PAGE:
Vietnam can be challenged on human rights commitments

The Vietnamese government is accused by its critics at home and abroad of systematically shirking its international commitments on human rights.

Despite signing up to a number of human rights agreements at the United Nations, Vietnam rarely complies with its obligation to report on any progress.

Activists, however, see opportunities to use Hanoi’s legally agreed international obligations to hold it to account.

They say 2016 should provide many such opportunities, as Vietnam is required to report to a number of international bodies.

Pham Le Vuong Cac, a human rights defender and Hanoi law student, sent this report on ways that activists can challenge a government that continues to persecute pro-democracy activists, independent bloggers and other government critics.

Vietnamese police are accused of widespread abuses and virtual impunity. Photo courtesy Reuters.

Vietnamese police are accused of widespread abuses and virtual impunity. Photo courtesy Reuters.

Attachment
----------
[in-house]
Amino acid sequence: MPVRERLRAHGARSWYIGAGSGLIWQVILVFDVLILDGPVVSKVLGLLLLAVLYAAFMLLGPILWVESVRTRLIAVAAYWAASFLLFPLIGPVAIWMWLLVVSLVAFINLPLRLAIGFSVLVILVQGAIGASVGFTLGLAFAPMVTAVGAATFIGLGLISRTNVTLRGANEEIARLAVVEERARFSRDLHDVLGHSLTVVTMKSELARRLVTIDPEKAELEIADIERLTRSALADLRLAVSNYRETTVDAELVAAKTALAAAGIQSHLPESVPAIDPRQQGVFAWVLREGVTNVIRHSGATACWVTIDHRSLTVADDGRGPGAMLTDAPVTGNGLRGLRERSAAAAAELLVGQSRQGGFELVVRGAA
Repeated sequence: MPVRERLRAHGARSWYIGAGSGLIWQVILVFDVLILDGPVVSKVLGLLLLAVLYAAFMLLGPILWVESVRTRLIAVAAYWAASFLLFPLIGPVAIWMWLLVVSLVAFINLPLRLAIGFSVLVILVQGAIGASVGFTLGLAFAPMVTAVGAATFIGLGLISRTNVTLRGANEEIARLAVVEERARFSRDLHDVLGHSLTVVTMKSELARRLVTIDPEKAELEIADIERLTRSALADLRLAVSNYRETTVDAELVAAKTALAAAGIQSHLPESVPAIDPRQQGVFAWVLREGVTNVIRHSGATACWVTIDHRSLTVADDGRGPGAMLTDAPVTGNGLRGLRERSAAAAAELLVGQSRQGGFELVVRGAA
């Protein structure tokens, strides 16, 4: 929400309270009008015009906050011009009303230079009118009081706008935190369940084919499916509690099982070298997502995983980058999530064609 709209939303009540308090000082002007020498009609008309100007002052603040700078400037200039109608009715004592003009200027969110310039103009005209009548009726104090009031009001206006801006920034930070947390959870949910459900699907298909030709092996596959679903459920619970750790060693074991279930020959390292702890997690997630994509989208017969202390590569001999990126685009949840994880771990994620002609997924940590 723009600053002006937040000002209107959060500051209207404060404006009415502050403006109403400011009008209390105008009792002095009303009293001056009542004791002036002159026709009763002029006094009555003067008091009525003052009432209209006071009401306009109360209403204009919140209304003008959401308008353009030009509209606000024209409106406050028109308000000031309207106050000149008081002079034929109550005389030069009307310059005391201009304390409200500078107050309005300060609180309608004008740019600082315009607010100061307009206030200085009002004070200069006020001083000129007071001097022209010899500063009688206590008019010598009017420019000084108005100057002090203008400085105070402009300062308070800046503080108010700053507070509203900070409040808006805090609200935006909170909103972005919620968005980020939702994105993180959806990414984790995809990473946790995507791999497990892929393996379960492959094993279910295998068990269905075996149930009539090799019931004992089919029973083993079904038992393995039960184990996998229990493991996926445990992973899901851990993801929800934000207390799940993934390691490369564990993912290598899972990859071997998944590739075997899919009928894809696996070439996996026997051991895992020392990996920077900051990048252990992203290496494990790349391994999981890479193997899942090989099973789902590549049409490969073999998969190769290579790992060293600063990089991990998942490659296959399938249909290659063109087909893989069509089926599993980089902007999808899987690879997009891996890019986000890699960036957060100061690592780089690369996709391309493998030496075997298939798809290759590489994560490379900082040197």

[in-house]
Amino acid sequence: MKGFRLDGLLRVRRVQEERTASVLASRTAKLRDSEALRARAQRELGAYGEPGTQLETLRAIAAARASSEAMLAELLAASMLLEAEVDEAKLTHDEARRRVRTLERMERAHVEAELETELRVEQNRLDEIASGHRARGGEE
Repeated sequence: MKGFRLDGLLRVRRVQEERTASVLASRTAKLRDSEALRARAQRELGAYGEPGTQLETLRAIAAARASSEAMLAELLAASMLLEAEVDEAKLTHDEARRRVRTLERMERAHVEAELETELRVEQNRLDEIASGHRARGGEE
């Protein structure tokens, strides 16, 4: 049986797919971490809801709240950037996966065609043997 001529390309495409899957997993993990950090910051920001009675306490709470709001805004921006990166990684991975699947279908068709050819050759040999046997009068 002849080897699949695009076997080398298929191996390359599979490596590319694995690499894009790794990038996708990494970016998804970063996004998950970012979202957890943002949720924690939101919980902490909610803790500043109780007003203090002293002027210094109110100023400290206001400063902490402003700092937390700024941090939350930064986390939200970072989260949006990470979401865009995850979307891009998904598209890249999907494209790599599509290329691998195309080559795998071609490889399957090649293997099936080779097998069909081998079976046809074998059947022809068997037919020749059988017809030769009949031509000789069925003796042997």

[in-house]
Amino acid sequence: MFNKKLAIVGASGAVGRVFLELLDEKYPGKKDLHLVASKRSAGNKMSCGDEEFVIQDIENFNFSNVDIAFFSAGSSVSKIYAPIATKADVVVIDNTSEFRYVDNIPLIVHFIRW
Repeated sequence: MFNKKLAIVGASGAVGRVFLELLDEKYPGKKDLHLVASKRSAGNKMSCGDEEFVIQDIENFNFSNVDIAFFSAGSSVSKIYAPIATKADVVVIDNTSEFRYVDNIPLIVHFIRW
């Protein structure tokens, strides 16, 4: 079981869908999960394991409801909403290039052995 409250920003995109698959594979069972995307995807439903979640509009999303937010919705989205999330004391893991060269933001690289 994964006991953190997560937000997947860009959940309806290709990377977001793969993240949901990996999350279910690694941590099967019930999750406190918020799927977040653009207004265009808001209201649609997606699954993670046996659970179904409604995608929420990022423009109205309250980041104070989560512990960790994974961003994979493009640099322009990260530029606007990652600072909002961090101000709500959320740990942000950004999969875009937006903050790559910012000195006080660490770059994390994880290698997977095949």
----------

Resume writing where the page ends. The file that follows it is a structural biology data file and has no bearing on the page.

Vietnam is an incumbent member state on the United Nations Human Rights Council and has ratified 7 out of 9 UN human rights treaties.

However, it has a history of making empty gestures on the international stage while keeping up repression at home.

It can be said that Vietnam’s attempt to join the Human Rights Council was intended merely to deflect criticism of its human rights record from the international community.

Vietnam, however, can be held to account.

At five events during 2016, NGOs and other civil society groups have an opportunity to shine a light on the real situation in the country.

Repeatedly failed to file reports

Vietnam is required to send periodic reports to international bodies to explain its record on human rights.

One of the most important is the International Covenant on Civil and Political Rights (ICCPR), which Vietnam signed up to in 1982.

Hanoi has, however, never filed the required reports to this body in a timely fashion.

It has repeatedly failed to file its third report, which was requested 12 years ago, in 2004.

There are, however,  signs that the Department of Justice, which took over responsibility from the Department of Foreign Affairs, is now preparing a draft for release later this year.

ICCPR is one of the three important documents to comprise the International Bill of Human Rights (alongside the Universal Declaration of Human Rights and the International Covenant on Economic, Social and Cultural Rights).